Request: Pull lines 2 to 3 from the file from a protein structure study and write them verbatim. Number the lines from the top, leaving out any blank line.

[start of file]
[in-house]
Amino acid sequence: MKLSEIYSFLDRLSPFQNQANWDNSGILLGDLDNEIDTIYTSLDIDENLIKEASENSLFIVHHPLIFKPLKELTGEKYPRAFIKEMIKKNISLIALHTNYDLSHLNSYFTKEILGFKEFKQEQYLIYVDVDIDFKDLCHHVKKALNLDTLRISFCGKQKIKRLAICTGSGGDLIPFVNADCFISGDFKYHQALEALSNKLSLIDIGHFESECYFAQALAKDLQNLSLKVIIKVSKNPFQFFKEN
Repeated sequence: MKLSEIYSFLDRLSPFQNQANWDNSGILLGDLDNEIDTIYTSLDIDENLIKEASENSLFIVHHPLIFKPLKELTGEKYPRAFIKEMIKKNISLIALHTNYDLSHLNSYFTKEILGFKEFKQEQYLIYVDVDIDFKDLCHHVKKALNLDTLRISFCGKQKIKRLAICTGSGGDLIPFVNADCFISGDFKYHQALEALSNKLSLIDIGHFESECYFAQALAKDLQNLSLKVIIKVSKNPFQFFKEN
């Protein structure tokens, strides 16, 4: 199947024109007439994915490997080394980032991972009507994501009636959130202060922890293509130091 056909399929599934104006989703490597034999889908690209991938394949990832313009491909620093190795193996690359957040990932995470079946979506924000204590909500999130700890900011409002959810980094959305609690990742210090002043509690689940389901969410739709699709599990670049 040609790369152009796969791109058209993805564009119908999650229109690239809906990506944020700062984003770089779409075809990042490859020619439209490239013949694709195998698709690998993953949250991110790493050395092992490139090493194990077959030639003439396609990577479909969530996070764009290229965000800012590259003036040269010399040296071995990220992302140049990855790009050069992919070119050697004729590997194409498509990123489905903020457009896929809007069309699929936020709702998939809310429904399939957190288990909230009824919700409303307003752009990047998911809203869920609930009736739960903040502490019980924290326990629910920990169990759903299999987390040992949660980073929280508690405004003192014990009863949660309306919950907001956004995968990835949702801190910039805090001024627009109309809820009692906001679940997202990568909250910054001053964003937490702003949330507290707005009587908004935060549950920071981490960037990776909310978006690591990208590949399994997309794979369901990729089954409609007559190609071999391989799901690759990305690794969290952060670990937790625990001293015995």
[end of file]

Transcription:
Amino acid sequence: MKLSEIYSFLDRLSPFQNQANWDNSGILLGDLDNEIDTIYTSLDIDENLIKEASENSLFIVHHPLIFKPLKELTGEKYPRAFIKEMIKKNISLIALHTNYDLSHLNSYFTKEILGFKEFKQEQYLIYVDVDIDFKDLCHHVKKALNLDTLRISFCGKQKIKRLAICTGSGGDLIPFVNADCFISGDFKYHQALEALSNKLSLIDIGHFESECYFAQALAKDLQNLSLKVIIKVSKNPFQFFKEN
Repeated sequence: MKLSEIYSFLDRLSPFQNQANWDNSGILLGDLDNEIDTIYTSLDIDENLIKEASENSLFIVHHPLIFKPLKELTGEKYPRAFIKEMIKKNISLIALHTNYDLSHLNSYFTKEILGFKEFKQEQYLIYVDVDIDFKDLCHHVKKALNLDTLRISFCGKQKIKRLAICTGSGGDLIPFVNADCFISGDFKYHQALEALSNKLSLIDIGHFESECYFAQALAKDLQNLSLKVIIKVSKNPFQFFKEN